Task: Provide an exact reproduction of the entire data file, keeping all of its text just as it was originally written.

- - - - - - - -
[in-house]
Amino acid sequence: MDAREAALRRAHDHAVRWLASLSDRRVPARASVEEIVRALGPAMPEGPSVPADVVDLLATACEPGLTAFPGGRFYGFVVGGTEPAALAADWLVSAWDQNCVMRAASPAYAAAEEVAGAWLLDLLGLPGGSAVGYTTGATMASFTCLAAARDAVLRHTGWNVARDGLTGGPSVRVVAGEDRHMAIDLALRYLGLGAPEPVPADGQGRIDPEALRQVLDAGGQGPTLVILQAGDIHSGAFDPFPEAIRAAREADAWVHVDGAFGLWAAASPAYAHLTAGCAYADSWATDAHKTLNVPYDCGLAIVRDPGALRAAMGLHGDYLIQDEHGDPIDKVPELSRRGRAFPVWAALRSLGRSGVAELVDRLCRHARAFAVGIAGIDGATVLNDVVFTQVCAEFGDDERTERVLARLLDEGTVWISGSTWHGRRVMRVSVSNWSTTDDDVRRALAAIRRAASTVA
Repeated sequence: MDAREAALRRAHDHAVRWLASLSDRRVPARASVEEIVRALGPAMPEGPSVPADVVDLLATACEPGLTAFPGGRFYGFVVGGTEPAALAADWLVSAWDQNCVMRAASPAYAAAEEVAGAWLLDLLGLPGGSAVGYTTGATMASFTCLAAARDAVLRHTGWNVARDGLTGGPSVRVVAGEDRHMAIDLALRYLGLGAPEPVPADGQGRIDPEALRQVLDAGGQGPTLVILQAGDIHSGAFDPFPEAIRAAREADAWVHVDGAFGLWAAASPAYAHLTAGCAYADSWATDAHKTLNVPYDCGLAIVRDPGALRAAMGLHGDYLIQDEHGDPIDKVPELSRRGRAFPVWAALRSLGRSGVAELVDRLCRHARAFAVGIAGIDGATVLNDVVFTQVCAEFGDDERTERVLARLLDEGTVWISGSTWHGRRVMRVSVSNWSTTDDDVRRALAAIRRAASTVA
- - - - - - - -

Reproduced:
[in-house]
Amino acid sequence: MDAREAALRRAHDHAVRWLASLSDRRVPARASVEEIVRALGPAMPEGPSVPADVVDLLATACEPGLTAFPGGRFYGFVVGGTEPAALAADWLVSAWDQNCVMRAASPAYAAAEEVAGAWLLDLLGLPGGSAVGYTTGATMASFTCLAAARDAVLRHTGWNVARDGLTGGPSVRVVAGEDRHMAIDLALRYLGLGAPEPVPADGQGRIDPEALRQVLDAGGQGPTLVILQAGDIHSGAFDPFPEAIRAAREADAWVHVDGAFGLWAAASPAYAHLTAGCAYADSWATDAHKTLNVPYDCGLAIVRDPGALRAAMGLHGDYLIQDEHGDPIDKVPELSRRGRAFPVWAALRSLGRSGVAELVDRLCRHARAFAVGIAGIDGATVLNDVVFTQVCAEFGDDERTERVLARLLDEGTVWISGSTWHGRRVMRVSVSNWSTTDDDVRRALAAIRRAASTVA
Repeated sequence: MDAREAALRRAHDHAVRWLASLSDRRVPARASVEEIVRALGPAMPEGPSVPADVVDLLATACEPGLTAFPGGRFYGFVVGGTEPAALAADWLVSAWDQNCVMRAASPAYAAAEEVAGAWLLDLLGLPGGSAVGYTTGATMASFTCLAAARDAVLRHTGWNVARDGLTGGPSVRVVAGEDRHMAIDLALRYLGLGAPEPVPADGQGRIDPEALRQVLDAGGQGPTLVILQAGDIHSGAFDPFPEAIRAAREADAWVHVDGAFGLWAAASPAYAHLTAGCAYADSWATDAHKTLNVPYDCGLAIVRDPGALRAAMGLHGDYLIQDEHGDPIDKVPELSRRGRAFPVWAALRSLGRSGVAELVDRLCRHARAFAVGIAGIDGATVLNDVVFTQVCAEFGDDERTERVLARLLDEGTVWISGSTWHGRRVMRVSVSNWSTTDDDVRRALAAIRRAASTVA